For The Love Of Your Pets: Itchy ears indicate many different problems for cats
By John Beck
My cat is constantly scratching at his ears. When I try and look in them, they look pretty clean. My neighbor thought it might be ear mites so I bought some medicine from the feed store. I followed the directions on the bottle but right after I stopped the meds, he started scratching again. What could the problem be?
Cats scratch at their ears for a lot of different reasons. They can scratch from a mild-moderate wax build-up, to a severe infection. If your cat is scratching all the time, there is probably more than just wax in his ears. You should take him to the veterinarian to have them looked at.
The simplest problem could be ear wax. Sometimes, ear wax can build up so much in an ear that it causes what we call a wax plug. This wax plug can lodge in the ear canal causing discomfort and partial hearing loss. Ear wash can sometimes dislodge the plug but most of the time, it will have to be taken out by a vet, which sometimes involves anesthesia to hold your pet still.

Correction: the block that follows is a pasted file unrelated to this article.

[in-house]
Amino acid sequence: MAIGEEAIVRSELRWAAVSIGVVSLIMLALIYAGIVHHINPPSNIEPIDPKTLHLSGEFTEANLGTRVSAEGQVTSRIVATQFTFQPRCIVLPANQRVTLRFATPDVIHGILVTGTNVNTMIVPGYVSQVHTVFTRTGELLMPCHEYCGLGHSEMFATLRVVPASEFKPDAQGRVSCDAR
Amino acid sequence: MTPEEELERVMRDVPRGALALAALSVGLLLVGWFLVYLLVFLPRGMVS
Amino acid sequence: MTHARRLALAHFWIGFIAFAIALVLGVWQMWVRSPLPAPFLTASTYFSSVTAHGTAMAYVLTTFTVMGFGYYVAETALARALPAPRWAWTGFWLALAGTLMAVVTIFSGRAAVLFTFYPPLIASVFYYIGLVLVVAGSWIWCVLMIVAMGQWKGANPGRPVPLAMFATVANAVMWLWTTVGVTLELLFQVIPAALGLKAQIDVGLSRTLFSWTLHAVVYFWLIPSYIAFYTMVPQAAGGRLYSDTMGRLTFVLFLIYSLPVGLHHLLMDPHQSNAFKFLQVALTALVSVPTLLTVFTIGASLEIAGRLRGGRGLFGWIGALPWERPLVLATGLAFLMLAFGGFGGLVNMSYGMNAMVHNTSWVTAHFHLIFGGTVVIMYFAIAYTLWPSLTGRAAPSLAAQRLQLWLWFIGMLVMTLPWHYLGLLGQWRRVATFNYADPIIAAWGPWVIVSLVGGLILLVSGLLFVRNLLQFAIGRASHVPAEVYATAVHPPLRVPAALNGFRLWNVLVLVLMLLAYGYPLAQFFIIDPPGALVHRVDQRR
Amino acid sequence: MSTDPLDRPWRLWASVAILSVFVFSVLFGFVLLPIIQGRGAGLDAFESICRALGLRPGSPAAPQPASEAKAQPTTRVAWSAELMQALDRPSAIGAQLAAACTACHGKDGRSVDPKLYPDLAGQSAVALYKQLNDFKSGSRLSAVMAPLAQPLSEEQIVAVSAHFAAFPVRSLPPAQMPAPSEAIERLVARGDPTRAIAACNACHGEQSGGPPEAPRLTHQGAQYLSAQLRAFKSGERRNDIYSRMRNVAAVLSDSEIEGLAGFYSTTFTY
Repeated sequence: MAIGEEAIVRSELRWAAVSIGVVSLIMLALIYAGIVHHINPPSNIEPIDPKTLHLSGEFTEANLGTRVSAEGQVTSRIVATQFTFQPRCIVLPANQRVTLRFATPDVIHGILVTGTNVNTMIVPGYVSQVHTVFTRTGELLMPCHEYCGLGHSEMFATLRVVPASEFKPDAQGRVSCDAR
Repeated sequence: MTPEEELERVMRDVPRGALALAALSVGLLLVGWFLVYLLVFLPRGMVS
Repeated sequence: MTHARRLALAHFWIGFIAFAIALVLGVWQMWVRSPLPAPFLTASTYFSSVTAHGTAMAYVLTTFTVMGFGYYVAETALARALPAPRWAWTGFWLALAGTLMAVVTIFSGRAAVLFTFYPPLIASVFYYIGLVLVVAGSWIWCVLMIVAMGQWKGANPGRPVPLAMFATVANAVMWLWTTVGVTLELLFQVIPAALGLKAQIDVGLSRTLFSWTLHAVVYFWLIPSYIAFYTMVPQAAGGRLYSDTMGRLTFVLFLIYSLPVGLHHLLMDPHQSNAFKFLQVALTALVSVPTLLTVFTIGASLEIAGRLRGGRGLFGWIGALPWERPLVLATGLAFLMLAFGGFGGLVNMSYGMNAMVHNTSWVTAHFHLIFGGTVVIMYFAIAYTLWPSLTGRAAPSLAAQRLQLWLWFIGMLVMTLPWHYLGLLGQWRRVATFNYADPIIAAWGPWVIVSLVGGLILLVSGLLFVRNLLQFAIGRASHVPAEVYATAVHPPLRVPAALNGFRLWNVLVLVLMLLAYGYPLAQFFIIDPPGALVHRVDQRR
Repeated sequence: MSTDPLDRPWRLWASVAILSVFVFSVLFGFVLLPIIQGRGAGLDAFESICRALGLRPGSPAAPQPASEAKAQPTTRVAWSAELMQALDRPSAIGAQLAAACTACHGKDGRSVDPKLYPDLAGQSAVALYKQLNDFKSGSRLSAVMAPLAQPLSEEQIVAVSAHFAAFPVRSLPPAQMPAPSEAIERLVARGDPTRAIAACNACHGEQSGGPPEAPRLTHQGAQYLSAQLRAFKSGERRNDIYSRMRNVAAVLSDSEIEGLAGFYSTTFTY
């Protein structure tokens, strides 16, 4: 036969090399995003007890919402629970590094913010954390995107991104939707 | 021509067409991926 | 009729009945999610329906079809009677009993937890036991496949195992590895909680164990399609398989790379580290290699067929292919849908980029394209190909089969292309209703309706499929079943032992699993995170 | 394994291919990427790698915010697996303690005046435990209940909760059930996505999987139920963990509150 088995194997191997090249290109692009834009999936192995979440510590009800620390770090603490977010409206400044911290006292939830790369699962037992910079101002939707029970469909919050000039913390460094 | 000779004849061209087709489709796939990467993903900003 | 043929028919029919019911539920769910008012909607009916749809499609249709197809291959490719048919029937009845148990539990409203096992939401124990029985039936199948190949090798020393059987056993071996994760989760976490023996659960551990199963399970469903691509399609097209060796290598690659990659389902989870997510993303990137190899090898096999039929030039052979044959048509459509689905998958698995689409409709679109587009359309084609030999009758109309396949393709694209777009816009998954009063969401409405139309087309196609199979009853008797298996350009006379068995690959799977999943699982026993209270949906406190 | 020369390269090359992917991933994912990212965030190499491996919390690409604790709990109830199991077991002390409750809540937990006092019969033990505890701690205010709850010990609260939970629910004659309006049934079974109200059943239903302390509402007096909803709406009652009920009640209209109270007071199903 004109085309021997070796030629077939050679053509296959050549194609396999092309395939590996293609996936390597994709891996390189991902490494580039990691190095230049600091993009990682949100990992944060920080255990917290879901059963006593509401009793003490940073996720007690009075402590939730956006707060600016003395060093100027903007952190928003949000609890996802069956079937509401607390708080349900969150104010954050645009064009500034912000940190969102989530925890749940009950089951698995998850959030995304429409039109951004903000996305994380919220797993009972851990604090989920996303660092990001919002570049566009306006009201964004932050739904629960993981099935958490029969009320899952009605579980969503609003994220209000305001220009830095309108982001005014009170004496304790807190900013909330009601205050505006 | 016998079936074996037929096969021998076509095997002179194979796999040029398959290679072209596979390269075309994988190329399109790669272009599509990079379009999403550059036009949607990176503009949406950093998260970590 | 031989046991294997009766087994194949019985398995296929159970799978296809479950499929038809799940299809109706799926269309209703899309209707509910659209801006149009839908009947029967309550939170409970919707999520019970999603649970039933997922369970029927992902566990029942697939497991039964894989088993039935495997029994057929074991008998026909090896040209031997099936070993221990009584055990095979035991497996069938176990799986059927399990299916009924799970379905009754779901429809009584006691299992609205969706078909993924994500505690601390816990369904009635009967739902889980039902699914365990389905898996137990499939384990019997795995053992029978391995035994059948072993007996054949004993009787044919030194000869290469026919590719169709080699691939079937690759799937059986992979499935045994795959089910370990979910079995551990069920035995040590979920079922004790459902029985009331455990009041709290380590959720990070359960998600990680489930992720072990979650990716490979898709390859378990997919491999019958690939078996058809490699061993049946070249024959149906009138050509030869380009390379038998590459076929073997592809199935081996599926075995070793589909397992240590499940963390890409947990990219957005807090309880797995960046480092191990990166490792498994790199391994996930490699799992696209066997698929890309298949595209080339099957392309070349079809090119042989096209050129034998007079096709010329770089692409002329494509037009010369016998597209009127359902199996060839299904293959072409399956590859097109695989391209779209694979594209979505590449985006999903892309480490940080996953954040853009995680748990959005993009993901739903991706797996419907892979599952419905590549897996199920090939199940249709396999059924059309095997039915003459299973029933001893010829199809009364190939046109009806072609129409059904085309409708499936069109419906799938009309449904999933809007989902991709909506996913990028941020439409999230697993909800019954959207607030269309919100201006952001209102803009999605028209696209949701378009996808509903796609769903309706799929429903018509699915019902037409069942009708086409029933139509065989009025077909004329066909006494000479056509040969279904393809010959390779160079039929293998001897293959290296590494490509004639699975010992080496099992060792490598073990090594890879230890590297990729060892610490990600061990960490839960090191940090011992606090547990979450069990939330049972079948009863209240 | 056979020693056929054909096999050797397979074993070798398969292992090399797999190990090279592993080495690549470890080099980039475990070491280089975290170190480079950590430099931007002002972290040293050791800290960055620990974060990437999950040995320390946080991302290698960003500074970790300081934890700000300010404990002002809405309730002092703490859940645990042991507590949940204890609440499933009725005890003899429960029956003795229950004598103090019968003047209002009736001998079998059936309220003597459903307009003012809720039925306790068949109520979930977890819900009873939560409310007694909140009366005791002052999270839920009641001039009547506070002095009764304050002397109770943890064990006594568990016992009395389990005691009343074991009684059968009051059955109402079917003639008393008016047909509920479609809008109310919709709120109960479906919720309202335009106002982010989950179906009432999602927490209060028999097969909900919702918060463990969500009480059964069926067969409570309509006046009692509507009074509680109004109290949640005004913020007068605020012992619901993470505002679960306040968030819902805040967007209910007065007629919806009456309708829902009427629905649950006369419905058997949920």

Another common problem we have in south Texas is bug bites. Mosquitoes are the leading cause of irritation around the cat's ear. The cat appears to have small little scabs around the tips of the ears, along with hair loss. There is a pretty distinctive pattern that your vet can recognize just by looking at your cat's ears. Treating the scabs with ointment will help them heal faster, and rubbing pet-approved mosquito repellant on the tips of the ears, or keeping your cat inside for awhile will help deter the bug bites.
Ear mites are definitely a cause for ear trouble. The veterinarian will look into your cat's ear and take a swab and look at it under the microscope to determine if your cat truly has ear mites. Without a magnifying device you cannot tell whether there are mites in your cat's ear or if it is a yeast infection. Both present with the same symptoms: scratching at ears that might or might not cause hair loss around the ears and a black waxy build-up inside the ears and a foul odor from the ears. If you do have ear mites, you will likely be prescribed a drop to place inside both ears every day for 10 days. Then about a week or two later you will need to repeat the drops every day for 10 more days. If you don't repeat the drops as recommended, your mites will hatch a new batch and your problem will continue.
If an infection is what you're dealing with, a swab taken from your cat's ear will be looked at under the microscope. This swab will tell your vet rather you have a bacterial, yeast, fungal or combination infection. Depending on the type of infection, your vet will prescribe topical, oral or both types of medications to treat most effectively.
If you have any other questions, feel free to contact me or your local veterinarian.
Dr. John Beck has a veterinary practice at Hillcrest Animal Hospital in Victoria. Submit questions to Dr. Beck at email@example.com.